Seeking to soothe the market, Countrywide Financial Corp., the nation's largest home lender, said it had plenty of funds available to weather the industry's troubles.

The fright among investors is forcing lenders to go back to more-conservative practices that were the norm before the housing boom of the first half of this decade. Many now are focusing on loans to borrowers who are willing to document their income, can make a down payment of at least 5% and have a history of paying bills on time.

Alt-A loans accounted for about 13% of U.S. home loans granted last year, according to Inside Mortgage Finance, and subprime loans about 20%. Industry executives have said subprime lending is likely to shrink by more than 50% this year, and now much of the Alt-A market is vanishing too.

This credit squeeze "will further crimp the effective demand for housing, and will make the late summer home-sales season even worse than the dismal spring season," said Thomas Lawler, a housing economist in Vienna, Va.

Tom Lamalfa, managing director of Wholesale Access, a mortgage-research firm in Columbia, Md., expects that half or more of the market for no- and low-documentation loans will disappear.

Some people use so-called low-doc loans to avoid paper work or because they are self-employed and have trouble showing a steady stream of income. But low-doc mortgages also can be used by people exaggerating their incomes.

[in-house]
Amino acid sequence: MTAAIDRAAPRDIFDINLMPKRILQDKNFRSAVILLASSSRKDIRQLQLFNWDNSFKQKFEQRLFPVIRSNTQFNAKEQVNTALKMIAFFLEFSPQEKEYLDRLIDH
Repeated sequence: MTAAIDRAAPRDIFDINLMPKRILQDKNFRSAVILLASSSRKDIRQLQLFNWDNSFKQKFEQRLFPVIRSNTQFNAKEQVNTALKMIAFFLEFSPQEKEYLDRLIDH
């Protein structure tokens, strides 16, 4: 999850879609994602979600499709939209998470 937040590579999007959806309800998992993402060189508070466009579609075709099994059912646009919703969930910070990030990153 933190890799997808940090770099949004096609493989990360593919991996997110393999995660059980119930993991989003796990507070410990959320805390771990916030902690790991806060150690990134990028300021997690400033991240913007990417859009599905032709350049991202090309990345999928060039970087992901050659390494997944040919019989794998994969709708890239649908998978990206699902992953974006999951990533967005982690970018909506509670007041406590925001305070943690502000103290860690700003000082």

National City Corp., another large lender, said yesterday that it is suspending originations of stated-income loans, which don't require the borrower to verify income. Wachovia Corp. said it had stopped making Alt-A loans through brokers, joining a trend among big lenders to rely less on outsiders to arrange mortgages. Wells Fargo told brokers this week that it was making "day-to-day" decisions on the pricing and availability of Alt-A loans amid reduced investor demand.

Several dozen lenders have gone out of business in the past six months, and others are teetering. Shares of Accredited Home Lenders Holding Co. fell 35% yesterday on the Nasdaq Stock Market after auditors said its "financial and operational viability" is uncertain if a pending merger isn't completed.

Write to James R. Hagerty at and Ruth Simon at


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What's This?

C-BASS Retains Blackstone Grp To Assist In Getting Capital

August 3, 2007 2:33 p.m.

C-Bass LLC, an affiliate of MGIC Investment Corp. (MTG) and Radian Group Inc. (RDN) that issues and invests in credit-sensitive residential mortgage assets, retained Blackstone Group as a financial adviser as it tries to obtain more permanent capital.